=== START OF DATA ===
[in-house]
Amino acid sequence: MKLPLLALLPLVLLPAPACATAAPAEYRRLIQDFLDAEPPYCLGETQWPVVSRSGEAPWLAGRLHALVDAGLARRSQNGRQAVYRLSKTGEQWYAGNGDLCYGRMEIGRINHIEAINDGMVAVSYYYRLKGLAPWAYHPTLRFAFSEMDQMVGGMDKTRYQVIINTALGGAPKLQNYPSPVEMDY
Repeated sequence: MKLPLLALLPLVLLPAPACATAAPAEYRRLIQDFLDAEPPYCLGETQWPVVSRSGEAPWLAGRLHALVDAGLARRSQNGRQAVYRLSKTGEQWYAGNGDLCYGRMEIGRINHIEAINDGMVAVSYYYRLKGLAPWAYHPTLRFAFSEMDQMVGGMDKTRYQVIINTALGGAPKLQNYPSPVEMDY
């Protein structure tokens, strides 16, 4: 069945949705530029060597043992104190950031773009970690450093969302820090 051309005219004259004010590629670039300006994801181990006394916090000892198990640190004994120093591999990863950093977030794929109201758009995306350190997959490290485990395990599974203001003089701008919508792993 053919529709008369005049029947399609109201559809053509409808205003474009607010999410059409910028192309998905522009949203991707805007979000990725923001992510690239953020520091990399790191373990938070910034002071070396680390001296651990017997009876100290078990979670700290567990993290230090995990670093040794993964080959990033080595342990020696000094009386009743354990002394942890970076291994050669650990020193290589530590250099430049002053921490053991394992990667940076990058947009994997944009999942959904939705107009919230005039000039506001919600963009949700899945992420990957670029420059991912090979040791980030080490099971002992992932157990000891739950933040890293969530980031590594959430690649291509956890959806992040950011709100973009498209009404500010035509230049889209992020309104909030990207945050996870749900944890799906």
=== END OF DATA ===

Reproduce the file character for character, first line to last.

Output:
[in-house]
Amino acid sequence: MKLPLLALLPLVLLPAPACATAAPAEYRRLIQDFLDAEPPYCLGETQWPVVSRSGEAPWLAGRLHALVDAGLARRSQNGRQAVYRLSKTGEQWYAGNGDLCYGRMEIGRINHIEAINDGMVAVSYYYRLKGLAPWAYHPTLRFAFSEMDQMVGGMDKTRYQVIINTALGGAPKLQNYPSPVEMDY
Repeated sequence: MKLPLLALLPLVLLPAPACATAAPAEYRRLIQDFLDAEPPYCLGETQWPVVSRSGEAPWLAGRLHALVDAGLARRSQNGRQAVYRLSKTGEQWYAGNGDLCYGRMEIGRINHIEAINDGMVAVSYYYRLKGLAPWAYHPTLRFAFSEMDQMVGGMDKTRYQVIINTALGGAPKLQNYPSPVEMDY
């Protein structure tokens, strides 16, 4: 069945949705530029060597043992104190950031773009970690450093969302820090 051309005219004259004010590629670039300006994801181990006394916090000892198990640190004994120093591999990863950093977030794929109201758009995306350190997959490290485990395990599974203001003089701008919508792993 053919529709008369005049029947399609109201559809053509409808205003474009607010999410059409910028192309998905522009949203991707805007979000990725923001992510690239953020520091990399790191373990938070910034002071070396680390001296651990017997009876100290078990979670700290567990993290230090995990670093040794993964080959990033080595342990020696000094009386009743354990002394942890970076291994050669650990020193290589530590250099430049002053921490053991394992990667940076990058947009994997944009999942959904939705107009919230005039000039506001919600963009949700899945992420990957670029420059991912090979040791980030080490099971002992992932157990000891739950933040890293969530980031590594959430690649291509956890959806992040950011709100973009498209009404500010035509230049889209992020309104909030990207945050996870749900944890799906």